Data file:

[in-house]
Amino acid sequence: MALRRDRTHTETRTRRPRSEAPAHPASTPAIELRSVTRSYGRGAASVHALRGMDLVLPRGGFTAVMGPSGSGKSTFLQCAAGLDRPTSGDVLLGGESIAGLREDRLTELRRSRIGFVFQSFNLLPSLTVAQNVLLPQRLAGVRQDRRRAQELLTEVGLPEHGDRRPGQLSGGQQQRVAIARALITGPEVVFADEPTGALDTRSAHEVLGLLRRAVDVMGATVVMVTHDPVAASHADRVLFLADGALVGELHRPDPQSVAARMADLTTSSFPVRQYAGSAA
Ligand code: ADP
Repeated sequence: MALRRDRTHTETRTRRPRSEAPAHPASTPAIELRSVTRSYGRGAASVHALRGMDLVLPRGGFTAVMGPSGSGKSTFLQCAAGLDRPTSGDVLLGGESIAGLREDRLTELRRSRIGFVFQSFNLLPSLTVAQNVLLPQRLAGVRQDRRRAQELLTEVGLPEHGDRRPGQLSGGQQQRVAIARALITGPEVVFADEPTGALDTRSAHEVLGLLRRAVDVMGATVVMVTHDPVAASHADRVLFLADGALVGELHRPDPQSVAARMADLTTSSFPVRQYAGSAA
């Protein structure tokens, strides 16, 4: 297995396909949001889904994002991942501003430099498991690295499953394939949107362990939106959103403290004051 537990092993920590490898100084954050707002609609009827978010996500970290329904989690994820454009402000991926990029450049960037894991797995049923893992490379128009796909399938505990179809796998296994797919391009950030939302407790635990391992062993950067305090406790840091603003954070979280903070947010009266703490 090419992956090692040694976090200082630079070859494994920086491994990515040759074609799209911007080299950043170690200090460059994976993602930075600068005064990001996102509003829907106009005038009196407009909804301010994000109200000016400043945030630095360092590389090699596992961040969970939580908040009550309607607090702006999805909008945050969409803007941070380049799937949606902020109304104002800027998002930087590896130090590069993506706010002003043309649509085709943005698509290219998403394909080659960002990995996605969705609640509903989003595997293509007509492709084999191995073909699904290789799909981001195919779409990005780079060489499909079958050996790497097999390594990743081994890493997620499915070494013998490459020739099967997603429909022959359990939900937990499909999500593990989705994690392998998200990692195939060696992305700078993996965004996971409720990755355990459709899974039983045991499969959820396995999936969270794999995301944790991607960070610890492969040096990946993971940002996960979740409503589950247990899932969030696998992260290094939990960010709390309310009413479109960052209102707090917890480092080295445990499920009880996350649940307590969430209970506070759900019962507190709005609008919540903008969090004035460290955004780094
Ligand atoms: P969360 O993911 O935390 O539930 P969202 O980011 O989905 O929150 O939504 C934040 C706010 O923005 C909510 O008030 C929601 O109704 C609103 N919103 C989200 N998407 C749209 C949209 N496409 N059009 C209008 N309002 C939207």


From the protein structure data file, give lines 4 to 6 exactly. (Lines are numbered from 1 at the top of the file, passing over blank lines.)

Repeated sequence: MALRRDRTHTETRTRRPRSEAPAHPASTPAIELRSVTRSYGRGAASVHALRGMDLVLPRGGFTAVMGPSGSGKSTFLQCAAGLDRPTSGDVLLGGESIAGLREDRLTELRRSRIGFVFQSFNLLPSLTVAQNVLLPQRLAGVRQDRRRAQELLTEVGLPEHGDRRPGQLSGGQQQRVAIARALITGPEVVFADEPTGALDTRSAHEVLGLLRRAVDVMGATVVMVTHDPVAASHADRVLFLADGALVGELHRPDPQSVAARMADLTTSSFPVRQYAGSAA
């Protein structure tokens, strides 16, 4: 297995396909949001889904994002991942501003430099498991690295499953394939949107362990939106959103403290004051 537990092993920590490898100084954050707002609609009827978010996500970290329904989690994820454009402000991926990029450049960037894991797995049923893992490379128009796909399938505990179809796998296994797919391009950030939302407790635990391992062993950067305090406790840091603003954070979280903070947010009266703490 090419992956090692040694976090200082630079070859494994920086491994990515040759074609799209911007080299950043170690200090460059994976993602930075600068005064990001996102509003829907106009005038009196407009909804301010994000109200000016400043945030630095360092590389090699596992961040969970939580908040009550309607607090702006999805909008945050969409803007941070380049799937949606902020109304104002800027998002930087590896130090590069993506706010002003043309649509085709943005698509290219998403394909080659960002990995996605969705609640509903989003595997293509007509492709084999191995073909699904290789799909981001195919779409990005780079060489499909079958050996790497097999390594990743081994890493997620499915070494013998490459020739099967997603429909022959359990939900937990499909999500593990989705994690392998998200990692195939060696992305700078993996965004996971409720990755355990459709899974039983045991499969959820396995999936969270794999995301944790991607960070610890492969040096990946993971940002996960979740409503589950247990899932969030696998992260290094939990960010709390309310009413479109960052209102707090917890480092080295445990499920009880996350649940307590969430209970506070759900019962507190709005609008919540903008969090004035460290955004780094
Ligand atoms: P969360 O993911 O935390 O539930 P969202 O980011 O989905 O929150 O939504 C934040 C706010 O923005 C909510 O008030 C929601 O109704 C609103 N919103 C989200 N998407 C749209 C949209 N496409 N059009 C209008 N309002 C939207």